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16 Examples of Decentralization

Decentralization is the allocation of authority to multiple locations, organizations, teams and individuals. The following are illustrative examples.


Emergence is a system that results from the choices of individual entities. For example, a city that emerges due to the construction activities of individuals as opposed to central planning by a government.

Rights & Freedoms

Rights and freedoms give individuals authority over their own lives. For example, individual sovereignty that gives each individual the right to informed consent for medical procedures. This can be contrasted with mandatory medical procedures planned by a central authority such as a company that requires employees to undergo a variety of health tests each year as decided by the firm.


Markets are competitive forums based on economic rights that set prices, allocate resources and distribute goods in a completely decentralized manner. This is extremely efficient as compared to a system of central planning whereby a bureaucratic elite make all economic decisions.


Sovereignty is the right of a government to govern a nation, often based on the consent of its people. This is used to resist attempts to centralize control at the global level by a large nation or an international organization.

Regions & Cities

Regional and city governments serve to decentralize government functions. For example, a state that has a lower tax rate in order to stimulate its relatively weak economy as compared to states with more hard and soft infrastructure.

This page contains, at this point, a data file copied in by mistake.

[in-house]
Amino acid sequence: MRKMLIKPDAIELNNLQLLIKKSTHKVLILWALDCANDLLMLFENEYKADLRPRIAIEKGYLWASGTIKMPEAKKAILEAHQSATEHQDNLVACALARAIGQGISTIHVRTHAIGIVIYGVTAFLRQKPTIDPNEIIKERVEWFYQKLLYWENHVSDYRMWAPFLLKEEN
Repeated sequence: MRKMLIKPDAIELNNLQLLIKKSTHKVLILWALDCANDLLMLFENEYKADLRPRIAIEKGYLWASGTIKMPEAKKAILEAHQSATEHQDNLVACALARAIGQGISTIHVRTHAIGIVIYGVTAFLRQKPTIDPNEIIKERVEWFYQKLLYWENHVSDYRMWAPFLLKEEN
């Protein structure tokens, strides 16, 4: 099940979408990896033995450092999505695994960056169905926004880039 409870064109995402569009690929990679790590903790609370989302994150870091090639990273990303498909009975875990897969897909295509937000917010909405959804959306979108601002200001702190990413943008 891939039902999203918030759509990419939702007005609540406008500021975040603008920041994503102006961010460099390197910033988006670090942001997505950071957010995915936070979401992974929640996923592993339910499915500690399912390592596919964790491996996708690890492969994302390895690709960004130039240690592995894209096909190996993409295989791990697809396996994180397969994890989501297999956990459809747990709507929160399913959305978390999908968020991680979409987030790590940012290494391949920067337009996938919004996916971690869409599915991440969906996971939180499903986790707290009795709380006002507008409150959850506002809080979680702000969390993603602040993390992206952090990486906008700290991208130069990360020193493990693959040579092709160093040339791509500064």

Geographic Decentralization

Geographic decentralization is the practice of creating multiple locations for a function or activity. For example, a central government that locates tax offices in 12 different states in order to spread the economic benefits of such work.


Delegation of authority is a basic approach to decentralization whereby an individual grants elements of their authority to others. For example, a front desk manager at a luxury hotel who gives 12 senior staff members the authority to upgrade guests and issue refunds.

Flat Organization

A flat organization is a hierarchy of two or perhaps three levels whereby most employees have a similar amount of authority. For example, a web design company with 3 managers and 200 designers who all have sufficient authority to do their jobs without consulting management.

Self-Organizing Teams

A self-organizing team is a team that is given a mission but is allowed to pursuit this mission without much oversight or control by management. This is often done to allow for creativity and productivity by reducing administrative burden in the context of a large organization.


A subsidiary is a company that has a degree of independence from a company that owns it. For example, a large technology company that owns hundreds of smaller technology companies that gives them a reasonable amount of independence in order to avoid stifling innovation.

Principles & Guidelines

Principles and guidelines are flexible and broadly applicable rules that leave room for interpretation. This allows an organization to handle grey areas, change and ambiguity in a somewhat consistent and decentralized way. For example, a school that has a principle that students achieve a high rate of attendance that allows for exceptions such that students who are facing some difficulty in their life need not be penalized.